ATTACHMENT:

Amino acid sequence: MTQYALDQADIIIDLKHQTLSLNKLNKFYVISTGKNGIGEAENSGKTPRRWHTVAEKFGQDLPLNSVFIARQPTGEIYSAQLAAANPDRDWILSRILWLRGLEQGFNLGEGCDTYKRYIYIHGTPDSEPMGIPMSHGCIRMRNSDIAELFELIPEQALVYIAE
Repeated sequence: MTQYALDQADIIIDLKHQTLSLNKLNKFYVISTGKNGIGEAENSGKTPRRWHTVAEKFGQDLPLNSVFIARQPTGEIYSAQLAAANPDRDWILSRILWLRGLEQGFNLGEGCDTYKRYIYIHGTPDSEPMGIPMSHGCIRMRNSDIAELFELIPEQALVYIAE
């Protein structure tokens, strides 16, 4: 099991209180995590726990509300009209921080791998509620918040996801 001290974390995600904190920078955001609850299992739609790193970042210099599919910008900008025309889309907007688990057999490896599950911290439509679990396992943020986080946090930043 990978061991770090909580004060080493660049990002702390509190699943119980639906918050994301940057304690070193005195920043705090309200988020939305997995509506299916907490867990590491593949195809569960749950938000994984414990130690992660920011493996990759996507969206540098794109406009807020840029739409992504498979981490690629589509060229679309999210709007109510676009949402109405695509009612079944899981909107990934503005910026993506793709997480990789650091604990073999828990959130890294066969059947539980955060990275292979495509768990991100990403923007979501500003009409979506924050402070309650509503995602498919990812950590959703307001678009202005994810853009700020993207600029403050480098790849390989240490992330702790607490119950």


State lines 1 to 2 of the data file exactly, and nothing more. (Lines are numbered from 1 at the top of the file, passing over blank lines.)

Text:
Amino acid sequence: MTQYALDQADIIIDLKHQTLSLNKLNKFYVISTGKNGIGEAENSGKTPRRWHTVAEKFGQDLPLNSVFIARQPTGEIYSAQLAAANPDRDWILSRILWLRGLEQGFNLGEGCDTYKRYIYIHGTPDSEPMGIPMSHGCIRMRNSDIAELFELIPEQALVYIAE
Repeated sequence: MTQYALDQADIIIDLKHQTLSLNKLNKFYVISTGKNGIGEAENSGKTPRRWHTVAEKFGQDLPLNSVFIARQPTGEIYSAQLAAANPDRDWILSRILWLRGLEQGFNLGEGCDTYKRYIYIHGTPDSEPMGIPMSHGCIRMRNSDIAELFELIPEQALVYIAE